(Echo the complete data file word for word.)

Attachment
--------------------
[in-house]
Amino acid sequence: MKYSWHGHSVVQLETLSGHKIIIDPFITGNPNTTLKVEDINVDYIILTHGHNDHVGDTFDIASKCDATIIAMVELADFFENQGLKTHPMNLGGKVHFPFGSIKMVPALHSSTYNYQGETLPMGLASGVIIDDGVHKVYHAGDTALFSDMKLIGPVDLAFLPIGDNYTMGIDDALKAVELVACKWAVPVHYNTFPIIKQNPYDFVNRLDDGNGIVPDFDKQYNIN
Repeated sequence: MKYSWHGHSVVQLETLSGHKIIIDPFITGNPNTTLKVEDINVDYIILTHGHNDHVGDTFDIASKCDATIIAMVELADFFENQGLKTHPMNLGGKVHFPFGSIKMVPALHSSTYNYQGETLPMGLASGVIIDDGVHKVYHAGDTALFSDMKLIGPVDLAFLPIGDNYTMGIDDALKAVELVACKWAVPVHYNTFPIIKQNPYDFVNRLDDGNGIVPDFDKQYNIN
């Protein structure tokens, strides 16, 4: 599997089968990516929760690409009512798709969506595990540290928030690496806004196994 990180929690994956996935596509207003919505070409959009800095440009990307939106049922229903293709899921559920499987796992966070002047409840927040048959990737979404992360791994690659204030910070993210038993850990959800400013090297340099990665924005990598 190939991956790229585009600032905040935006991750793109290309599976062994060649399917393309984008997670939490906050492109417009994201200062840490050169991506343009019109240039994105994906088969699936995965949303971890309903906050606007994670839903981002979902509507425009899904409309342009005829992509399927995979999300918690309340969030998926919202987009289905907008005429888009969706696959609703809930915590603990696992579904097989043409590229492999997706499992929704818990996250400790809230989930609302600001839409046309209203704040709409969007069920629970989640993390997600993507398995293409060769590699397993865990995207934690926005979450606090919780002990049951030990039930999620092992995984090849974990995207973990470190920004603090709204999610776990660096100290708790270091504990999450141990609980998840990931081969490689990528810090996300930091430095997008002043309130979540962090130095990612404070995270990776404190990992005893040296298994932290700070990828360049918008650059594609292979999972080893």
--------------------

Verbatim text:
[in-house]
Amino acid sequence: MKYSWHGHSVVQLETLSGHKIIIDPFITGNPNTTLKVEDINVDYIILTHGHNDHVGDTFDIASKCDATIIAMVELADFFENQGLKTHPMNLGGKVHFPFGSIKMVPALHSSTYNYQGETLPMGLASGVIIDDGVHKVYHAGDTALFSDMKLIGPVDLAFLPIGDNYTMGIDDALKAVELVACKWAVPVHYNTFPIIKQNPYDFVNRLDDGNGIVPDFDKQYNIN
Repeated sequence: MKYSWHGHSVVQLETLSGHKIIIDPFITGNPNTTLKVEDINVDYIILTHGHNDHVGDTFDIASKCDATIIAMVELADFFENQGLKTHPMNLGGKVHFPFGSIKMVPALHSSTYNYQGETLPMGLASGVIIDDGVHKVYHAGDTALFSDMKLIGPVDLAFLPIGDNYTMGIDDALKAVELVACKWAVPVHYNTFPIIKQNPYDFVNRLDDGNGIVPDFDKQYNIN
């Protein structure tokens, strides 16, 4: 599997089968990516929760690409009512798709969506595990540290928030690496806004196994 990180929690994956996935596509207003919505070409959009800095440009990307939106049922229903293709899921559920499987796992966070002047409840927040048959990737979404992360791994690659204030910070993210038993850990959800400013090297340099990665924005990598 190939991956790229585009600032905040935006991750793109290309599976062994060649399917393309984008997670939490906050492109417009994201200062840490050169991506343009019109240039994105994906088969699936995965949303971890309903906050606007994670839903981002979902509507425009899904409309342009005829992509399927995979999300918690309340969030998926919202987009289905907008005429888009969706696959609703809930915590603990696992579904097989043409590229492999997706499992929704818990996250400790809230989930609302600001839409046309209203704040709409969007069920629970989640993390997600993507398995293409060769590699397993865990995207934690926005979450606090919780002990049951030990039930999620092992995984090849974990995207973990470190920004603090709204999610776990660096100290708790270091504990999450141990609980998840990931081969490689990528810090996300930091430095997008002043309130979540962090130095990612404070995270990776404190990992005893040296298994932290700070990828360049918008650059594609292979999972080893």